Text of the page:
Journal of Otolaryngology-ENT Research

Journal Information
EISSN : 2379-6359
Current Publisher: MedCrave Group, LLC (10.15406)
Total articles ≅ 404

Latest articles in this journal

Phaniendrakumar V, RamachandRamachandrareddyrareddy S, RavindraNath Ta, Krishnamohan K
Journal of Otolaryngology-ENT Research, Volume 12, pp 145-149; doi:10.15406/joentr.2020.12.00473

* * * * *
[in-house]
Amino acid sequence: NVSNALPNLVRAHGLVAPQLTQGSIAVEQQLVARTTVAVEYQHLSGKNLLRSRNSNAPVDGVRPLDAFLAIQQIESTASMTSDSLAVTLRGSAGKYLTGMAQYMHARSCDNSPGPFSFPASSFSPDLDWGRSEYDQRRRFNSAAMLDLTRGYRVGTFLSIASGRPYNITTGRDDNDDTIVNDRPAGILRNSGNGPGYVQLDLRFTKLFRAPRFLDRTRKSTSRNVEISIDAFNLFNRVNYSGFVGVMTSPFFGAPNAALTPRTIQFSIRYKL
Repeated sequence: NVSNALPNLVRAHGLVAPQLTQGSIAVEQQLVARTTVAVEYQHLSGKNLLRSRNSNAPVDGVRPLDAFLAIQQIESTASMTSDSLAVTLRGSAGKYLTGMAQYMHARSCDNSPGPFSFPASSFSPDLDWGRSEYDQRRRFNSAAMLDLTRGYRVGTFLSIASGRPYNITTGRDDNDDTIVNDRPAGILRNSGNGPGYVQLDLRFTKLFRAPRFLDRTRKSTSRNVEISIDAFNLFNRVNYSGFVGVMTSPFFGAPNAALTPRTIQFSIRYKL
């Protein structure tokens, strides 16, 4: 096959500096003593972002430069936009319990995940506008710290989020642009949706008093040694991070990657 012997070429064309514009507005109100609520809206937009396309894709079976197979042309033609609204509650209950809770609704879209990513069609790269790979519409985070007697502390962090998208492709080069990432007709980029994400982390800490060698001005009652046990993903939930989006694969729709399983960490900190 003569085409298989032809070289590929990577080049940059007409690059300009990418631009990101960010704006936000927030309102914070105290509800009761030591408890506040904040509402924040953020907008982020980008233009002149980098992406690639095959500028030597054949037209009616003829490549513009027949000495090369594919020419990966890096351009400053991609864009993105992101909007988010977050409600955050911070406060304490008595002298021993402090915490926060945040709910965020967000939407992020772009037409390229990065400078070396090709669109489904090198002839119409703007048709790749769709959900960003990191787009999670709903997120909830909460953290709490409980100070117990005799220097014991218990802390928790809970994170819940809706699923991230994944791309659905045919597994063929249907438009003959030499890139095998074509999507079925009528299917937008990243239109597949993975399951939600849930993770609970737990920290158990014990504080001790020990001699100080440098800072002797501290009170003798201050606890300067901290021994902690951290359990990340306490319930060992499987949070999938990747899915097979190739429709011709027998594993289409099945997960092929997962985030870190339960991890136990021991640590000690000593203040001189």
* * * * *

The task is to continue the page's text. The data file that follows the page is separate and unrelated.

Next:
Purpose: The purpose of this retrospective study is to describe our experiencewith the new technique of Awake office based flexible endoscopic diode laser assisted posterior cordotomy for bilateral vocal fold paralysis. The technique was primarily designed as an alternative to traditional micro suspension CO2 posterior cordotomy for patients of bilateral vocal fold paralysis when associated with co morbidity leading to either difficulty for suspension laryngoscopy or high risk for general anesthesia. Material and methods: The study was carried out on 20 patients of Bilateral Vocal Fold Paralysis associated with co morbidity with limitations for Micro suspension cordotomy. 12 patients were females and 8 patients were males in the age group of 25 and 75 years, attending Sri Sathya Sai E.N.T Hospital and Research Center for Voice Disorders, India from January 2012 to January 2017. All the patients were operated by posterior cordotomy done in office based setup under local anesthesia using Fiberoptic fiberoptic flexible laryngoscope and diode fiberlaser. Results: Results proved the efficacy of the procedure based on the pre and postoperative Pulmonary Function Tests and Voice Handicap Index scores which were statistically significant. Conclusion: The new technique was proved as safe and perfect alternative to traditional micro suspension cordotomy in patients of bilateral vocal fold paralysis associated with comorbities leading to either difficulty for suspension laryngoscopy or high risk for general anesthesia. The study also described it’s advantages such as conservation of voice by avoiding the over correction of glottic space by monitoring the voice intraoperatively and feasibility for revision cordotomy in the Office basis.